Is alcohol abuse a new “scandal”?

Prime Minister David Cameron said he is determined to do more to tackle alcohol abuse, which he has called “the scandal of our society”. Addressing the crowd at an hospital in north-east England today, Mr Cameron also said that recent figures show that binge drinking costs Britain 22 billion pounds a year when taking into account the whole range of issues related to it: road accidents, crime, lost productivity and, of course, health problems.

There is nothing new about the negative impacts of the alcohol industry on our society, health and culture.

Drink abuse: a not-so-new problem for youth (painting by W.P. Frith)

Spectacle’s film Exodus Extended Mix explores, among other issues, the hypocrisy of a profit driven drinks industry being a licensed dealer of a legalized, but extremely harmful drug – alcohol and the prohibition of the far less harmful cannabis which criminalizes vast swathes of young people and forces the consumer to the hands of gangs who have interest in promoting the harder, more anti-community drugs like heroine, cocaine and its derivatives.

Exodus from Babylon exposes the role of a beleaguered alcohol industry that was losing the youth market to free parties. The film documents how the alcohol industry set up a powerful lobby group to push for more relaxed laws and licences, how it had a role in the shutting down, commercialization and take over of rave culture and music festivals and how it sought to win back and target the youth market by presenting beer as a cool psychoactive drug.

BOGOF In the spirit of the buy one get one free ethos of the alcohol pushers you can buy both these DVDs for the price of one.

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Exodus 2 DVD Special Offer

Spectacle has a special 2 DVD offer: Exodus Extended Mix and Exodus from Babylon for £18.00 (including VAT and post)

Exodus Extended Mix

 

Never seen on UK TV Exodus Extended Mix was broadcast by ARTE in Germany, France  and Italy. It contains all the 26 minutes of Exodus: Movement of Jah People that Channel 4 broadcast plus an extra 18 minutes on HAZ Manor, attempts to get the Ark, on prohibition and the police operations.

Exodus offer working, viable solutions to many of society’s stated ills, poverty, crime, drugs, unemployment and the break down of community.

Exodus is a unique urban phenomenon which does not simply confront but intelligently challenges society’s assumptions and values. They offer working, viable solutions to many of society’s stated ills, poverty, crime, drugs, unemployment and the break down of community. Exodus blend a volatile mixture of rastafarianism, new-age punk and street smart politics. ‘We are not drop outs but force outs.’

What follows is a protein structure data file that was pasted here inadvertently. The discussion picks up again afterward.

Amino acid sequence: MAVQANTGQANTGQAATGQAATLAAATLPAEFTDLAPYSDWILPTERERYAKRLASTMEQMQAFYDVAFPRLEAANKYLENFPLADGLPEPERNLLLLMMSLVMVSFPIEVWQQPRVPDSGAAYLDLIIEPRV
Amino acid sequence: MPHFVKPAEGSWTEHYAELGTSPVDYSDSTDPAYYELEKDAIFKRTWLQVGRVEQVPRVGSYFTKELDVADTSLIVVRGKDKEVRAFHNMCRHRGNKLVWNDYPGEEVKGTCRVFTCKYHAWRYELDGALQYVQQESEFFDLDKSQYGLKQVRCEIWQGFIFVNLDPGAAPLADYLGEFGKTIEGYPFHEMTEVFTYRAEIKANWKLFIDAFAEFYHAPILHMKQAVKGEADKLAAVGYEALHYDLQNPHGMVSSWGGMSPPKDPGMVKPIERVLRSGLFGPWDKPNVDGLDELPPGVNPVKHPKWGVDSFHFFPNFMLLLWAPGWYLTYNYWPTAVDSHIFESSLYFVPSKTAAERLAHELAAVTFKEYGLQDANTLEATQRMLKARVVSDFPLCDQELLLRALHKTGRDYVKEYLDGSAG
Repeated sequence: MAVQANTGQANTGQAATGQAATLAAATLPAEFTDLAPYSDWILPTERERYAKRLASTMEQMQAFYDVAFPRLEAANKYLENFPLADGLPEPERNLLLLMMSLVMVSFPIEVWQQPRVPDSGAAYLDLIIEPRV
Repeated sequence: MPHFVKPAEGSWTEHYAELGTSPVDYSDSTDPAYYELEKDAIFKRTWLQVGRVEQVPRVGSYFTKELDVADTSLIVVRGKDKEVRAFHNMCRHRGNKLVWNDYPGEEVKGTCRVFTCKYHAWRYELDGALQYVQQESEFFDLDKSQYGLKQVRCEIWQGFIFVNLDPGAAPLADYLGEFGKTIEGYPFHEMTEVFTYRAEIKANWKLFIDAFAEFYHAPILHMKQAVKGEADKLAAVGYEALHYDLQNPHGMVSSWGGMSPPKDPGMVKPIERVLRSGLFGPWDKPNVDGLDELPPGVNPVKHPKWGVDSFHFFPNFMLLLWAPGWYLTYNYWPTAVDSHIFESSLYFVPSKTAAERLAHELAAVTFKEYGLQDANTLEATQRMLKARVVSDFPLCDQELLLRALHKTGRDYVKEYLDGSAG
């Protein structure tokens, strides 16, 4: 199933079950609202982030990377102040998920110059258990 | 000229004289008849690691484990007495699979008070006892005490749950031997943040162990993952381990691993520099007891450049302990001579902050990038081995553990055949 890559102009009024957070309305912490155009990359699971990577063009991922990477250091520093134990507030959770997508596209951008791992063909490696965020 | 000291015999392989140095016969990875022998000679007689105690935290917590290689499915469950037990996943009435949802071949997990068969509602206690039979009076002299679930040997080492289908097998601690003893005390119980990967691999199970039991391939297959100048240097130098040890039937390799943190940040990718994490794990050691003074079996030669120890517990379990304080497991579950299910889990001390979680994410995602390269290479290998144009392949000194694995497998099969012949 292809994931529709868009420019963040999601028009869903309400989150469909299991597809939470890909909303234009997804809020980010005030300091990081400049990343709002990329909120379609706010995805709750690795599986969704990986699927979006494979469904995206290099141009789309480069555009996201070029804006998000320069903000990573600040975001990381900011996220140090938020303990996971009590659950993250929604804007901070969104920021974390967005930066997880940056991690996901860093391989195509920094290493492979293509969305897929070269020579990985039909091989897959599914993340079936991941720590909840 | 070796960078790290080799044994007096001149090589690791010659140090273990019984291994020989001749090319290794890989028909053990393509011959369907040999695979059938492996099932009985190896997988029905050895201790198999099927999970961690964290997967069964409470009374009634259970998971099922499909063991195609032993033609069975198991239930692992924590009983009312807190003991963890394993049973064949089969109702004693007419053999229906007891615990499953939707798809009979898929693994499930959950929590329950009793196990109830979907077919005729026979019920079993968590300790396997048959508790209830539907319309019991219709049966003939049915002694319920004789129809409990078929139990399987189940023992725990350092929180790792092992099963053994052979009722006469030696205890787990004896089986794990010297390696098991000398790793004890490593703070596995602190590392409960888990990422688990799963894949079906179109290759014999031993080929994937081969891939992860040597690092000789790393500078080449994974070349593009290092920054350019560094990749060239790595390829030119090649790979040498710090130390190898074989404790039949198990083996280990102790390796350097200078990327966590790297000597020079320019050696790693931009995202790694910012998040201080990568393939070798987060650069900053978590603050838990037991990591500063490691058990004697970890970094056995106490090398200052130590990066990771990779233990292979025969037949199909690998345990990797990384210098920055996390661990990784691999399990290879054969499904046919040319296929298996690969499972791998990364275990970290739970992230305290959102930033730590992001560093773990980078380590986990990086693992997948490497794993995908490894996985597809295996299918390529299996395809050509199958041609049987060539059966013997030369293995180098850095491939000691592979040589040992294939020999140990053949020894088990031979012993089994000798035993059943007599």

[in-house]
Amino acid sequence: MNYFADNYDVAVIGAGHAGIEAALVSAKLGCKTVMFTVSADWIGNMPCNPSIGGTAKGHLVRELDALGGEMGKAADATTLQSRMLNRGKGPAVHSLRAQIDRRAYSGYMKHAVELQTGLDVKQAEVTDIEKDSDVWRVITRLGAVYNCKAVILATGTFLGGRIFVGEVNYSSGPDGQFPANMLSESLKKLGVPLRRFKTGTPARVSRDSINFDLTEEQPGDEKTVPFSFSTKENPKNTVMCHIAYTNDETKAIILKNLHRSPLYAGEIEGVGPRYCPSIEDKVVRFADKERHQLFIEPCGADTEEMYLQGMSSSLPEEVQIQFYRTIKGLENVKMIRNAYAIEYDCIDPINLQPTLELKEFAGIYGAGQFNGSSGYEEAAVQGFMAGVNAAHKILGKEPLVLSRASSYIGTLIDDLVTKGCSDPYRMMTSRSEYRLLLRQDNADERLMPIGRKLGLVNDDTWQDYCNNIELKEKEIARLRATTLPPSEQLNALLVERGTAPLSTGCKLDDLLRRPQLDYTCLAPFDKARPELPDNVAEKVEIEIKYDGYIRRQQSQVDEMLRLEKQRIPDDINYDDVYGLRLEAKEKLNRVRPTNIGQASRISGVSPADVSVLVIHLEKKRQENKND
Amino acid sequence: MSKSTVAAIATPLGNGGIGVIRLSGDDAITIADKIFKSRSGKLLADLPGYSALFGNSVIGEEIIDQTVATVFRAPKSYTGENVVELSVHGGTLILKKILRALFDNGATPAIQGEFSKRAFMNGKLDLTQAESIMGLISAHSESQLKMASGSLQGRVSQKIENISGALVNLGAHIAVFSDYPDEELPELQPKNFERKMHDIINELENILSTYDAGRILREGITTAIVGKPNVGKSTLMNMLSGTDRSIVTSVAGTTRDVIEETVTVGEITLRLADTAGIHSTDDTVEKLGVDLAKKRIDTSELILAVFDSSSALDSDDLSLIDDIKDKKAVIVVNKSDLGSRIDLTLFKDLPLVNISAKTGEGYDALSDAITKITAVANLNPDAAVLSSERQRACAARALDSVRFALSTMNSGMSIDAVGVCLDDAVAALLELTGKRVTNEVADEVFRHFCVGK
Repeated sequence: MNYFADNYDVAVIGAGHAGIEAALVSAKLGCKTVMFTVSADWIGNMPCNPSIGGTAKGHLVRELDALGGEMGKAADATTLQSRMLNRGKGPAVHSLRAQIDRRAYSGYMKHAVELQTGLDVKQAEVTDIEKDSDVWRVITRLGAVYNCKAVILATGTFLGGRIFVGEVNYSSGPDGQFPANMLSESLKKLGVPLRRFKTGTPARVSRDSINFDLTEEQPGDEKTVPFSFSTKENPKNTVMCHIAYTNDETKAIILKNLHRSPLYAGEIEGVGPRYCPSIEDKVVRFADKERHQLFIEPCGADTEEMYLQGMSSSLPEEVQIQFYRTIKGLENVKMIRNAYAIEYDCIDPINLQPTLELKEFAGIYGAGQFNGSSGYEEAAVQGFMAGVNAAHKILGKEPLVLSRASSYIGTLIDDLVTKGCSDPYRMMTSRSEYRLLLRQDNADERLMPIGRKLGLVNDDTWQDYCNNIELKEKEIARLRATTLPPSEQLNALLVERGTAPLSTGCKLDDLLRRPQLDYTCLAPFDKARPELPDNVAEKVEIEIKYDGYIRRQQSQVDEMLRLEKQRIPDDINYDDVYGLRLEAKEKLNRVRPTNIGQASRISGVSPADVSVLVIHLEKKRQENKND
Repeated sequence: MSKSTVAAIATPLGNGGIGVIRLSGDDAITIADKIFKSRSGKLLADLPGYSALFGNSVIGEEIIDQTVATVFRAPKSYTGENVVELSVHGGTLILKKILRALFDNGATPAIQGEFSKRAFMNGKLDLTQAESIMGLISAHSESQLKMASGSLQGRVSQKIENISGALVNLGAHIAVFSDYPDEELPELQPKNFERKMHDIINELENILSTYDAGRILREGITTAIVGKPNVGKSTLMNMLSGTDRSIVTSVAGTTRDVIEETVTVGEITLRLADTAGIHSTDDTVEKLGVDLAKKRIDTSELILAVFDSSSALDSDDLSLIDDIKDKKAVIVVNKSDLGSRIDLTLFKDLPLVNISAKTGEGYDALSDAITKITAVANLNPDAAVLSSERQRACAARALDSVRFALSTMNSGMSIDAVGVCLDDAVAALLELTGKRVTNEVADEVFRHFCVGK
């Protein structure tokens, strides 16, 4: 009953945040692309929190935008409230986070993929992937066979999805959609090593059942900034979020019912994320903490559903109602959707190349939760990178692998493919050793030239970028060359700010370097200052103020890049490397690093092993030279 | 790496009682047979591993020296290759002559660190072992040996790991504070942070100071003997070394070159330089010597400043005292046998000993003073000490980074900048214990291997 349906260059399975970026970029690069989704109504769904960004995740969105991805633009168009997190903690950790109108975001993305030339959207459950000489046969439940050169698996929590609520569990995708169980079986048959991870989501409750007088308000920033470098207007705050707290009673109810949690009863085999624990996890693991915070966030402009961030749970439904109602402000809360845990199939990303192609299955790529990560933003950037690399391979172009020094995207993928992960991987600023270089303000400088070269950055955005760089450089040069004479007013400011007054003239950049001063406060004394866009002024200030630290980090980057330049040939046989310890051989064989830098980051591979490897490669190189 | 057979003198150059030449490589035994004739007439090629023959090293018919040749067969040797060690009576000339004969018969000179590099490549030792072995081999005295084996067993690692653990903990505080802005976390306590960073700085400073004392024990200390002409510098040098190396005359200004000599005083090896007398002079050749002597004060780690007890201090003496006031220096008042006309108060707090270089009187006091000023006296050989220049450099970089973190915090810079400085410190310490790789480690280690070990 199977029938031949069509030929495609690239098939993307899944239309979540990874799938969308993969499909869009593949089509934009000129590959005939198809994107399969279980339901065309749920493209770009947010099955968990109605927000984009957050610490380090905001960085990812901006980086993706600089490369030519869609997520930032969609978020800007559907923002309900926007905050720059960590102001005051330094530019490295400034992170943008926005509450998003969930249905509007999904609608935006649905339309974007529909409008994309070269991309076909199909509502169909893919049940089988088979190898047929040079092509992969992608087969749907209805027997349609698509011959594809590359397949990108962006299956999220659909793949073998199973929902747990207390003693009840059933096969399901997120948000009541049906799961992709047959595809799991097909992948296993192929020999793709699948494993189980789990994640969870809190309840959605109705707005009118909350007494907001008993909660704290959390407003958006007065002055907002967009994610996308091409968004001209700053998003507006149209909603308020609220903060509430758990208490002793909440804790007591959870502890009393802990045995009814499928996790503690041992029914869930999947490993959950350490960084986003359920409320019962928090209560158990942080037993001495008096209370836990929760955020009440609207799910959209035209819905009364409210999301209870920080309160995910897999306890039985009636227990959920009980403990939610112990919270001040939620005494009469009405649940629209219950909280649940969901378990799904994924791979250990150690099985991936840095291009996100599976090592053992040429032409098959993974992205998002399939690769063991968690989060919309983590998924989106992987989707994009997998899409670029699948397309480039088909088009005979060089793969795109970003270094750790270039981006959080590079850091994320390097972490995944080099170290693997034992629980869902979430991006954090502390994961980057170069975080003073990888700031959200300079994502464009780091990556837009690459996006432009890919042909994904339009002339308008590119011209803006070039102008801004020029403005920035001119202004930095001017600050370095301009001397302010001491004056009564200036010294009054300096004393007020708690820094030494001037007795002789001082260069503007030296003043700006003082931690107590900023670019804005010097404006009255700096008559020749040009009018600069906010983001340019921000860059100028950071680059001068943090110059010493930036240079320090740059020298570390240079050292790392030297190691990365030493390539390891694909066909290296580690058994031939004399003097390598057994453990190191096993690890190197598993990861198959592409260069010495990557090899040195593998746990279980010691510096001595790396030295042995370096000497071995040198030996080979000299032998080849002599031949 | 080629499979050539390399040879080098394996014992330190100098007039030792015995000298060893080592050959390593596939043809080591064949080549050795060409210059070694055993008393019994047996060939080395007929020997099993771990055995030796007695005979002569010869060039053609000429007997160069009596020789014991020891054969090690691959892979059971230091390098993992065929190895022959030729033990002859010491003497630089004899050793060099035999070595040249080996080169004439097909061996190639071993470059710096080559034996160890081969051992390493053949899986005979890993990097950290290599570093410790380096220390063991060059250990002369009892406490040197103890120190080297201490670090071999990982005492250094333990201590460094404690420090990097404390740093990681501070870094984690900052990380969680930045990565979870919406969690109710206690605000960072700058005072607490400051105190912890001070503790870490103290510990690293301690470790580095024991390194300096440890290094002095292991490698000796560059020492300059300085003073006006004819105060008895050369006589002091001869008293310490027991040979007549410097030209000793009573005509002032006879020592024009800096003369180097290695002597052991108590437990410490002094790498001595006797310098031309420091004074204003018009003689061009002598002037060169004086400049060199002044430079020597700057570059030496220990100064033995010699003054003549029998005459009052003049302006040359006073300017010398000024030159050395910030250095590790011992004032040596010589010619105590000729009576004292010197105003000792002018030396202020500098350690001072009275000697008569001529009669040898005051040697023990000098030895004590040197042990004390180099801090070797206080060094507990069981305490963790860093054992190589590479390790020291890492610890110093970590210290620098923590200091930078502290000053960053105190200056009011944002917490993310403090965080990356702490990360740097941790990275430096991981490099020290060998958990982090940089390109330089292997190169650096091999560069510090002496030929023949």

Exodus from Babylon

 


The utopian Luton based Exodus Collective has met with powerful opposition. This film investigates the intricate web of this opposition and identifies a number of interlocking interests at play.

The Luton based Exodus Collective came into existence in 1992 as part of the growing DIY culture which arose in response to unemployment, poverty and frustration amongst young people.

They organised free ‘rave’ parties, renovated derelict homes, set up a community farm and now plan to open a community centre.Some of their activities border on illegality but they are entirely peaceful Exodus has a huge following amongst local people.

Their philosophy has a strong spiritual strand, appealing to notions of community and natural justice in its struggle for survival and renewal. However, their utopian project presents a challenge to the status quo and has met with powerful opposition.

Exodus from Babylon investigates the intricate web of this opposition, from aggressive policing to local government obstruction. It reveals the shift in policing from reactive peace keeping to proactive intervention, involving a series of special operations by Bedfordshire Police.

The programme looks in detail at a number of police actions against Exodus, including the prosecution and acquittal of collective member, Paul Taylor, for possession of Ecstasy and for murder. It asks why the strategy of getting tough with Exodus emerged and identifies a number of interlocking interests at play.